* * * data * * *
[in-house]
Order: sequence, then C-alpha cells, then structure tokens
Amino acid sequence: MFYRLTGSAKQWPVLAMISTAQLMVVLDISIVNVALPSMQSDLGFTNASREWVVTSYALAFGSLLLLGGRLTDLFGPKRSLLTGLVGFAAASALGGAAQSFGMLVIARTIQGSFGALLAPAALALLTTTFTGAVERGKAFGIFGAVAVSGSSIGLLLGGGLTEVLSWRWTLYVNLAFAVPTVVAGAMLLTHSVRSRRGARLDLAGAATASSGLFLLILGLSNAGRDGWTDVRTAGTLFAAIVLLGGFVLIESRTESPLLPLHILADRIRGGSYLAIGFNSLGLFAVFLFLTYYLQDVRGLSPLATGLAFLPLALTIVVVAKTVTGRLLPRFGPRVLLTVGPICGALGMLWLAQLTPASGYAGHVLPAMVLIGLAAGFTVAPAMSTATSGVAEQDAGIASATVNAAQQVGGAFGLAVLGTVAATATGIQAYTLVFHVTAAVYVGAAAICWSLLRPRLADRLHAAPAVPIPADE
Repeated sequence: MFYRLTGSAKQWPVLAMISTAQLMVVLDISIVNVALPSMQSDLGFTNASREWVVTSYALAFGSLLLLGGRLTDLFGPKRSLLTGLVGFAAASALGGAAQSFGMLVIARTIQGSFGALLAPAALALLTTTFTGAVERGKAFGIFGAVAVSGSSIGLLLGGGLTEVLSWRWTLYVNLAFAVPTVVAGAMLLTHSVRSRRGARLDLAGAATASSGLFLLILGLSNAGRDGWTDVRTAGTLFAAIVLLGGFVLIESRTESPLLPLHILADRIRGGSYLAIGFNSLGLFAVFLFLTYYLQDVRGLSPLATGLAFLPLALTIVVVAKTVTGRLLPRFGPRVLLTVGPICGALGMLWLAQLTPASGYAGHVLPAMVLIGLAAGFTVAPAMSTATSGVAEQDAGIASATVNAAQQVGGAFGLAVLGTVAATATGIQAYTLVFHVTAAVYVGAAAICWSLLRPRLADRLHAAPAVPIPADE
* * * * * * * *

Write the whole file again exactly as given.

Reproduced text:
[in-house]
Order: sequence, then C-alpha cells, then structure tokens
Amino acid sequence: MFYRLTGSAKQWPVLAMISTAQLMVVLDISIVNVALPSMQSDLGFTNASREWVVTSYALAFGSLLLLGGRLTDLFGPKRSLLTGLVGFAAASALGGAAQSFGMLVIARTIQGSFGALLAPAALALLTTTFTGAVERGKAFGIFGAVAVSGSSIGLLLGGGLTEVLSWRWTLYVNLAFAVPTVVAGAMLLTHSVRSRRGARLDLAGAATASSGLFLLILGLSNAGRDGWTDVRTAGTLFAAIVLLGGFVLIESRTESPLLPLHILADRIRGGSYLAIGFNSLGLFAVFLFLTYYLQDVRGLSPLATGLAFLPLALTIVVVAKTVTGRLLPRFGPRVLLTVGPICGALGMLWLAQLTPASGYAGHVLPAMVLIGLAAGFTVAPAMSTATSGVAEQDAGIASATVNAAQQVGGAFGLAVLGTVAATATGIQAYTLVFHVTAAVYVGAAAICWSLLRPRLADRLHAAPAVPIPADE
Repeated sequence: MFYRLTGSAKQWPVLAMISTAQLMVVLDISIVNVALPSMQSDLGFTNASREWVVTSYALAFGSLLLLGGRLTDLFGPKRSLLTGLVGFAAASALGGAAQSFGMLVIARTIQGSFGALLAPAALALLTTTFTGAVERGKAFGIFGAVAVSGSSIGLLLGGGLTEVLSWRWTLYVNLAFAVPTVVAGAMLLTHSVRSRRGARLDLAGAATASSGLFLLILGLSNAGRDGWTDVRTAGTLFAAIVLLGGFVLIESRTESPLLPLHILADRIRGGSYLAIGFNSLGLFAVFLFLTYYLQDVRGLSPLATGLAFLPLALTIVVVAKTVTGRLLPRFGPRVLLTVGPICGALGMLWLAQLTPASGYAGHVLPAMVLIGLAAGFTVAPAMSTATSGVAEQDAGIASATVNAAQQVGGAFGLAVLGTVAATATGIQAYTLVFHVTAAVYVGAAAICWSLLRPRLADRLHAAPAVPIPADE